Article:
Photographer behind shocking pic of starving polar bear reveals how the story was hijacked
Mittermeier says that the narrative that grew up around the photograph — in particular its relation to climate change — was inaccurate.
The heartbreaking photo of a starving polar bear which went viral last year thanks to climate change advocates is now being called into question by the photographer who captured the scene.
The National Geographic featured an image titled “Starving-Polar-Bear Photographer Recalls What Went Wrong,” in an article for its August issue. And now Cristina Mittermeier is clarifying the intended message of the photo against that perceived by the public.
“We had lost control of the narrative,” she said.
“Photographer Paul Nicklen and I are on a mission to capture images that communicate the urgency of climate change. Documenting its effects on wildlife hasn’t been easy,” she wrote in the article. “With this image, we thought we had found a way to help people imagine what the future of climate change might look like. We were, perhaps, naive. The picture went viral — and people took it literally.”
The photograph shows an emaciated polar bear with barely any fur covering its exoskeleton. The bear could be seen slowly moving through the terrain in a video captured by the duo, rummaging for food and looking alarmingly undernourished.
"When we arrived at the cove on a donated vessel, I scanned the shore with my binoculars. All I saw were a few dilapidated buildings, some empty fuel drums, and a very desolate landscape in what seemed like an abandoned fishing camp. We couldn’t locate the bear." Mittermeier wrote.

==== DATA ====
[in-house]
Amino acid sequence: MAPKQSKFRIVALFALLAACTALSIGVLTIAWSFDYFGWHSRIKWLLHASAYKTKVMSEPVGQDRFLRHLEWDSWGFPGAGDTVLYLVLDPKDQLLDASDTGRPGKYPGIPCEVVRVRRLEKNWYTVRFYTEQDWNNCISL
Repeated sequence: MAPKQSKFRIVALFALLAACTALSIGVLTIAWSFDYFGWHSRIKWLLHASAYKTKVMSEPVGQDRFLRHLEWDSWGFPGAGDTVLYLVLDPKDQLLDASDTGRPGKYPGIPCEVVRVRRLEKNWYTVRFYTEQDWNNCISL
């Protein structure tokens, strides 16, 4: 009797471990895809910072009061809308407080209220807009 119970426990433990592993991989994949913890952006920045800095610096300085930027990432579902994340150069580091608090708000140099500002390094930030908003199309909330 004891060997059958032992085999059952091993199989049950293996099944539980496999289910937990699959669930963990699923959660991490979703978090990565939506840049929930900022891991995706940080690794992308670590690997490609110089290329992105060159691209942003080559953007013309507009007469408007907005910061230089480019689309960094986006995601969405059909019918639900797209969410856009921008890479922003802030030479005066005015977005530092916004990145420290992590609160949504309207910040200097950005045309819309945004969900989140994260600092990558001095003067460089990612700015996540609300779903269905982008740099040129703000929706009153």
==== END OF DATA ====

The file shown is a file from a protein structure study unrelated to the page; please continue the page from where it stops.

"Only when it lifted its head were we able to spot it lying on the ground, like an abandoned rug, nearly lifeless. From the shape of its body, it seemed to be a large male.
"We needed to get closer; we boarded a Zodiac boat and motored to land. Strong winds covered our noise and smell. From the shelter of one of the empty buildings, we watched the bear. He didn’t move for almost an hour. When he finally stood up, I had to catch my breath.
"Paul had warned me about the polar bear’s condition, but nothing could have prepared me for what I saw. The bear’s once white coat was molted and dirty. His once robust frame was skin and bones. Every step that he took was pained and slow. We could tell he was sick or injured and that he was starving. We could see that he was probably in his last days," she wrote.
According to Mittermeier, the "language put out by the publication" led to the narrative being misunderstood.
“The first line of the National Geographic video said, ‘This is what climate change looks like’ — with ‘climate change’ then highlighted in the brand’s distinctive yellow. In retrospect, National Geographic went too far with the caption.”
Around 2.5 billion people saw the footage, she said: “It became the most viewed video on National Geographic’s website — ever,” she added.
That was the enough for the mainstream media to blow the message out of proportion.
Quite a few experts were of the opinion that there could be several factors that led to the animal's plight, including age, illness, or even injury.
Mittermeier admits that she couldn’t “say that this bear was starving because of climate change.”
“Perhaps we made a mistake in not telling the full story — that we were looking for a picture that foretold the future and that we didn’t know what had happened to this particular polar bear.”
She says that her snapshot became another example of "environmentalist exaggeration,” but added that her intentions were “clear” and that if she had the opportunity to share “a scene like this one” again she would, reported Fox News.